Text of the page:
Our use of derivative financial instruments to reduce interest rate risk may result in added volatility in our operating results. We do not hold or issue derivative financial instruments for trading purposes. However, we do utilize derivative financial instruments to reduce interest rate risk associated with our indebtedness. To manage variable interest rate risk, we entered into forward interest rate swap agreements, which will effectively convert a portion of our indebtedness into a fixed rate loan. Under generally accepted accounting principles, changes in the fair values of the swap contracts are reflected in our Consolidated Statements of Operations as a component of “Interest expense, net” if not hedged. The associated impact on our quarterly operating results is directly related to changes in prevailing interest rates. If interest rates increase, we would have a non-cash gain on the swaps, and vice versa in the event of a decrease in interest rates. Consequently, these swaps may introduce additional volatility to our operating results.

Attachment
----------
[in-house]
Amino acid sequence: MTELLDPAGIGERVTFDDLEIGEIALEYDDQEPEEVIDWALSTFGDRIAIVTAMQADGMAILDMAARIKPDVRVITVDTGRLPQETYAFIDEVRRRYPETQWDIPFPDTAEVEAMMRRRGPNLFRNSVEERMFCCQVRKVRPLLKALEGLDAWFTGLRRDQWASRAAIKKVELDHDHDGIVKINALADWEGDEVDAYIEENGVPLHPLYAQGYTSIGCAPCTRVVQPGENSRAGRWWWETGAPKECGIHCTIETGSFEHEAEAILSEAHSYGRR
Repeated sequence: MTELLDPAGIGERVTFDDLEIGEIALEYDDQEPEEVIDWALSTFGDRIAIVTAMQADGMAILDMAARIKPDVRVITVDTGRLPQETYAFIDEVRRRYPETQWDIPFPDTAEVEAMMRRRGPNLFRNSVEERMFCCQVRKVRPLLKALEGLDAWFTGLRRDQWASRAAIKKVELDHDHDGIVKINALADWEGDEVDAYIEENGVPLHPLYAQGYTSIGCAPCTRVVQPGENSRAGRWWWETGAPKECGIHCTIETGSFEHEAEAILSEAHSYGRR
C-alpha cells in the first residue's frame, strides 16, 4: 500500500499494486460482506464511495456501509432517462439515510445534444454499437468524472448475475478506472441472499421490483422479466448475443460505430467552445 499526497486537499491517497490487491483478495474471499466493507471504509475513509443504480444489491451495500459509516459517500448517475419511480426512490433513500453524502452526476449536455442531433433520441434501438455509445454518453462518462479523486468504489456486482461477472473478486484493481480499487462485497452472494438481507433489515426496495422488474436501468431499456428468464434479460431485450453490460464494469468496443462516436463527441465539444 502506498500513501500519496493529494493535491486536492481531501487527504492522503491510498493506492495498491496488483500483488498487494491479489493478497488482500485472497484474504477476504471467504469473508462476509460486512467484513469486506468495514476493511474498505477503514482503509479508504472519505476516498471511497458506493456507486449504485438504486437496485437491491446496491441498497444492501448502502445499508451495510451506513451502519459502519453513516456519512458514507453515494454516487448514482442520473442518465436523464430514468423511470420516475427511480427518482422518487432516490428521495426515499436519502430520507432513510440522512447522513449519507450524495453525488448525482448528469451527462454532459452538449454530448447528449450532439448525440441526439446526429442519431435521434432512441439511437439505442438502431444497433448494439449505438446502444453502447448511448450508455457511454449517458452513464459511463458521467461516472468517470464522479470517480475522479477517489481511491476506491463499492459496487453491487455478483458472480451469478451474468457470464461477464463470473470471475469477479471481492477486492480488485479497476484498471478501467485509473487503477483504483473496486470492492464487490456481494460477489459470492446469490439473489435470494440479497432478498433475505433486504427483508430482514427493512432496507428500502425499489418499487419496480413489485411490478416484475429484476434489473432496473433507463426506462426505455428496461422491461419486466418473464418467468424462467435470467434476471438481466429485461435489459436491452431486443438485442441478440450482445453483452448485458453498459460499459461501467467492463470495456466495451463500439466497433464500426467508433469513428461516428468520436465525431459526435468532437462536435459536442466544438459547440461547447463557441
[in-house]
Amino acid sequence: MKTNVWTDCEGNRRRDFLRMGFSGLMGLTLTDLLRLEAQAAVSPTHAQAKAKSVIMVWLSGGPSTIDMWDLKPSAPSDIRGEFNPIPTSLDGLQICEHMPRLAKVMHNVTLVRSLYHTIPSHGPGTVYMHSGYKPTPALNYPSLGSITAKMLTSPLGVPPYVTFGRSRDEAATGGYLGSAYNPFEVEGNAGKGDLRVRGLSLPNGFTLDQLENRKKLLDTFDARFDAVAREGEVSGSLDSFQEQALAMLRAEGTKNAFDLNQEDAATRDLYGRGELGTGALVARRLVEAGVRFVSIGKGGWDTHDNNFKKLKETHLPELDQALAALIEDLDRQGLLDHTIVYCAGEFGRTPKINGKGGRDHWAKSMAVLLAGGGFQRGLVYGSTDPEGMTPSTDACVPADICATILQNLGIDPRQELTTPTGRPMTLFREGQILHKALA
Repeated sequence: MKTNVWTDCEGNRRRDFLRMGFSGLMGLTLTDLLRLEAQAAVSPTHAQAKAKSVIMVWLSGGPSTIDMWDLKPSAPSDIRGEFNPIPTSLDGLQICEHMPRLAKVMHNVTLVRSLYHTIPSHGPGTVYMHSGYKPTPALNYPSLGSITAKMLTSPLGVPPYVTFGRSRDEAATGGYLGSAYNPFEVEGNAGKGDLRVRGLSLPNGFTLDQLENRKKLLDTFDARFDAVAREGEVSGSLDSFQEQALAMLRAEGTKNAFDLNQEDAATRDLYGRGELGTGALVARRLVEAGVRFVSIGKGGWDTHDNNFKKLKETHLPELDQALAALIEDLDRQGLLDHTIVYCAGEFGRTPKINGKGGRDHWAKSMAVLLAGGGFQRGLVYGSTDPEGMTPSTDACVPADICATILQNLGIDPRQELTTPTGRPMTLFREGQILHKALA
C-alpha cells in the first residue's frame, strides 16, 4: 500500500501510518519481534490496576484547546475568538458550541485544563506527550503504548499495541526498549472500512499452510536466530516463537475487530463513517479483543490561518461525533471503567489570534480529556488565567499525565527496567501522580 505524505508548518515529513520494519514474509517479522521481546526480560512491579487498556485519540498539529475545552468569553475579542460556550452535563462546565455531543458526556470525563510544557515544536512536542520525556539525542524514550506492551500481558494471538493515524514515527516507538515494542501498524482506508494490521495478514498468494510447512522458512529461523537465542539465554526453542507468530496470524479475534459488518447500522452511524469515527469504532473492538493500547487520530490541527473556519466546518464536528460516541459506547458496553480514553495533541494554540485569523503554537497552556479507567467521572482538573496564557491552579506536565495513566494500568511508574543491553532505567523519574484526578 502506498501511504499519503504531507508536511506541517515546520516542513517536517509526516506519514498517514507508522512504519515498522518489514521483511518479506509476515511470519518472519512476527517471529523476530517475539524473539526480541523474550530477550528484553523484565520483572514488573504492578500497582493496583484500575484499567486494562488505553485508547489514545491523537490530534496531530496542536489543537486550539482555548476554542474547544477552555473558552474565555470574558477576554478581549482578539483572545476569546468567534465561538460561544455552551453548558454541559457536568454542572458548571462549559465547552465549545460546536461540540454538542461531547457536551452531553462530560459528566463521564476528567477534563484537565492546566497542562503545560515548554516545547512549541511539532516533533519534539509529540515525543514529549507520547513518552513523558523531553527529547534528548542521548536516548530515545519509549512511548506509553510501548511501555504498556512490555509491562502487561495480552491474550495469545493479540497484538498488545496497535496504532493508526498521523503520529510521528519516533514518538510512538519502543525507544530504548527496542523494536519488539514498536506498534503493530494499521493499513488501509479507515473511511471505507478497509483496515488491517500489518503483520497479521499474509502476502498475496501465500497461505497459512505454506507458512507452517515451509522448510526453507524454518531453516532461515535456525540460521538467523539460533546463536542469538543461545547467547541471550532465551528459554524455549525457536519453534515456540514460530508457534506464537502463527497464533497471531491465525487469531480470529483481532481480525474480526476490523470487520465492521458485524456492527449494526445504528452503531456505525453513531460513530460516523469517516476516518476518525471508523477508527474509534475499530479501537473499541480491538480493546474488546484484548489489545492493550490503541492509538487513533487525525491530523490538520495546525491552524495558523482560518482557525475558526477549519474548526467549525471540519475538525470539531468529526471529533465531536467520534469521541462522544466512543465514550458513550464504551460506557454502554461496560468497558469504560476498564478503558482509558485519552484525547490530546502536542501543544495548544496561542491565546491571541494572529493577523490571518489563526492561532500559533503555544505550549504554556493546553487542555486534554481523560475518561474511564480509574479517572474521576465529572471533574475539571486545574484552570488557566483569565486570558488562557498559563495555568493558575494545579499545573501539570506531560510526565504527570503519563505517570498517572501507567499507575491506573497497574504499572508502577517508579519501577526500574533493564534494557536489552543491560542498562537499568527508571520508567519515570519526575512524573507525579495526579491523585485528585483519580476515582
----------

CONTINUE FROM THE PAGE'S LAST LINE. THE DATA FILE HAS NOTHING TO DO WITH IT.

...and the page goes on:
Legal and Regulatory Risks

We could be adversely impacted by changes in accounting standards and subjective assumptions, estimates, and judgments by management related to complex accounting matters. Generally accepted accounting principles and related accounting pronouncements, implementation guidelines, and interpretations with regard to a wide range of matters that are relevant to our businesses, including, but not limited to, revenue recognition, business acquisition purchase price allocations, impairment of goodwill and other intangible assets, inventories, tax matters, and litigation and other contingent liabilities are highly complex and involve many subjective assumptions, estimates, and judgments. Changes in these rules or their interpretation or changes in underlying assumptions, estimates, or judgments could significantly change our reported or expected financial performance or financial condition. New accounting guidance may also require systems and other changes that could increase our operating costs and/or change our financial statements.

Laws and regulations relating to the handling of personal data may result in increased costs, legal claims, or fines against the Company. As part of our operations, the Company collects, uses, stores, and transfers personal data of third parties, employees and limited customer data in and across various jurisdictions. Laws and regulations relating to the handling of such personal